Darfur Genocide Lesson Plan

Instructor: Kerry Gray

Kerry has been a teacher and an administrator for more than twenty years. She has a Master of Education degree.

This lesson plan is a tool for helping students learn about genocide in Darfur. Students will answer questions about the conflict, describe the crisis in Sudan using content-specific language, and research personal testimonies of survivors.

Learning Objectives

Upon completion of this lesson on genocide in Darfur, students will be able to do the following:

  • ask and answer questions about the conflict in Darfur
  • use domain-specific language related to the crisis in Sudan


90 minutes

Common Core Curriculum Standards


Cite specific textual evidence to support analysis of primary and secondary sources, attending to such features as the date and origin of the information.


Determine the central ideas or information of a primary or secondary source; provide an accurate summary of how key events or ideas develop over the course of the text.


Determine the meaning of words and phrases as they are used in a text, including vocabulary describing political, social, or economic aspects of history/social science.


  • coup d'etat
  • displace
  • genocide
  • humanitarian
  • human rights
  • International Criminal Court
  • Janjaweed
  • Justice and Equality Movement (JEM)
  • National Islamic Front
  • nomad
  • pillage
  • rebel
  • refugee
  • regime
  • Sudan Liberation Army (SLA)


  • Copies of the printable worksheet
  • Copies of the lessons
  • Paper and butcher paper
  • Pens
  • Markers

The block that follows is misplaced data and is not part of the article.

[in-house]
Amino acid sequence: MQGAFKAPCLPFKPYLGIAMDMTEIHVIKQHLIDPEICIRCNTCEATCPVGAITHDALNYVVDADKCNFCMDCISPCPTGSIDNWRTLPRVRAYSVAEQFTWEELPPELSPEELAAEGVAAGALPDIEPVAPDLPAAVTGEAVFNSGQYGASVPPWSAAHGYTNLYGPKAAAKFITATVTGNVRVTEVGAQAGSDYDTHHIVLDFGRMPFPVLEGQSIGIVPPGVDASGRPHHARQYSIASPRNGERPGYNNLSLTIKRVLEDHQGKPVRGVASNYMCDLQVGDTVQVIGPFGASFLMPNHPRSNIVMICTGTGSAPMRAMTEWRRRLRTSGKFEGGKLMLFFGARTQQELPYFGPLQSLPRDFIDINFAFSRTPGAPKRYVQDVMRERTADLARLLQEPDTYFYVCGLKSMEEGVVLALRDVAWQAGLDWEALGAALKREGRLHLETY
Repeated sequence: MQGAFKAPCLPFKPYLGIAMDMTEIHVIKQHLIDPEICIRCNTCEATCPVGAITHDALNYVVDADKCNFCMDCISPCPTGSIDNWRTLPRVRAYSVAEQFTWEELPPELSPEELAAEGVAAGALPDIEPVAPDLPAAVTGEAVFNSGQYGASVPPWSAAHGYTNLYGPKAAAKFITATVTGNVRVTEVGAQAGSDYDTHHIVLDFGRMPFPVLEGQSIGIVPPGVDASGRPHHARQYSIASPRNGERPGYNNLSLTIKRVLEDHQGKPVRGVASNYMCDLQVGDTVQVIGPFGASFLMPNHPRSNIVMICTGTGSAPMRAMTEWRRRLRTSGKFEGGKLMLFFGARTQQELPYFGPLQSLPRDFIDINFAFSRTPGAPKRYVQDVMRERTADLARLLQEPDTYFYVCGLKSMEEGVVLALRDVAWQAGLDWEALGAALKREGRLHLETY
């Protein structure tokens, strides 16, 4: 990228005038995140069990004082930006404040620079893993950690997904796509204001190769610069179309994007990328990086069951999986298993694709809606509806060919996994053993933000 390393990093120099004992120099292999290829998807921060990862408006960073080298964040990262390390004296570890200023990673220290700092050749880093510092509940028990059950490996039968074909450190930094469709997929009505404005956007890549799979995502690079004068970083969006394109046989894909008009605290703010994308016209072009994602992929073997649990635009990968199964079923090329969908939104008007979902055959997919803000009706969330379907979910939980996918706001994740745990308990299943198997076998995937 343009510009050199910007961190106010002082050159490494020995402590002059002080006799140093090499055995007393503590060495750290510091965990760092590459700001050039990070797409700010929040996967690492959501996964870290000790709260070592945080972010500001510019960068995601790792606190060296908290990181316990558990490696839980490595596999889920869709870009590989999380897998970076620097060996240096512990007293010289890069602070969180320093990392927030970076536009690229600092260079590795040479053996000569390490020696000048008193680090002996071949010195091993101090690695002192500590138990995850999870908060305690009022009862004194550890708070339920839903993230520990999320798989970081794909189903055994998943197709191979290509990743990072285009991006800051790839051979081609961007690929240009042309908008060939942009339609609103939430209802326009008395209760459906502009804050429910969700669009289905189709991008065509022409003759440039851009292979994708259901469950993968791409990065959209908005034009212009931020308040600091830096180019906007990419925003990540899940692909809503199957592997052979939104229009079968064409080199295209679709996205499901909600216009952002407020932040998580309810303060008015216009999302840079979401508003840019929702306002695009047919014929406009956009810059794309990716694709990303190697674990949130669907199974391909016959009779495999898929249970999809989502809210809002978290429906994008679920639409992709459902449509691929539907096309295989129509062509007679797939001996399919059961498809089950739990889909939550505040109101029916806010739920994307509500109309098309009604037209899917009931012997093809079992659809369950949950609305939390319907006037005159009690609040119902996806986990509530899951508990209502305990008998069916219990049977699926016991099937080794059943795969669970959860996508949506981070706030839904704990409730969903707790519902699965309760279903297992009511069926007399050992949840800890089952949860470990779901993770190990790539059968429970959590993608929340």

• Internet resources

Reading & Discussion Questions

  • Preview vocabulary with students before watching the lesson.
  • Watch The Darfur Genocide in Sudan - History, Facts & Causes as a class, and discuss the following questions:
    • Where is Darfur?
    • Describe the people of Darfur.
    • What changes in government occurred in the 1980s in Sudan?
    • Why did the people of Darfur form rebel groups?
    • Who are the Janjaweed and what did they do in the early 2000s?
    • How did the Janjaweed respond to the formation of refugee camps?
    • How did the United Nations respond?
    • How did the International Criminal Court respond in 2009?
    • Approximately how many people have been affected by the conflict in Darfur?
  • Ask if there are any questions, then give the students the lesson's printable worksheet to check for understanding.
  • Check the answers as a class.


Timeline and Definitions

Materials: copies of lesson, Internet resources, paper, pens, butcher paper, markers

To unlock this lesson you must be a Member.
Create your account

Register to view this lesson

Are you a student or a teacher?

Unlock Your Education

See for yourself why 30 million people use

Become a member and start learning now.
Become a Member  Back
What teachers are saying about
Try it risk-free for 30 days

Earning College Credit

Did you know… We have over 200 college courses that prepare you to earn credit by exam that is accepted by over 1,500 colleges and universities. You can test out of the first two years of college and save thousands off your degree. Anyone can earn credit-by-exam regardless of age or education level.

To learn more, visit our Earning Credit Page

Transferring credit to the school of your choice

Not sure what college you want to attend yet? has thousands of articles about every imaginable degree, area of study and career path that can help you find the school that's right for you.

Create an account to start this course today
Try it risk-free for 30 days!
Create an account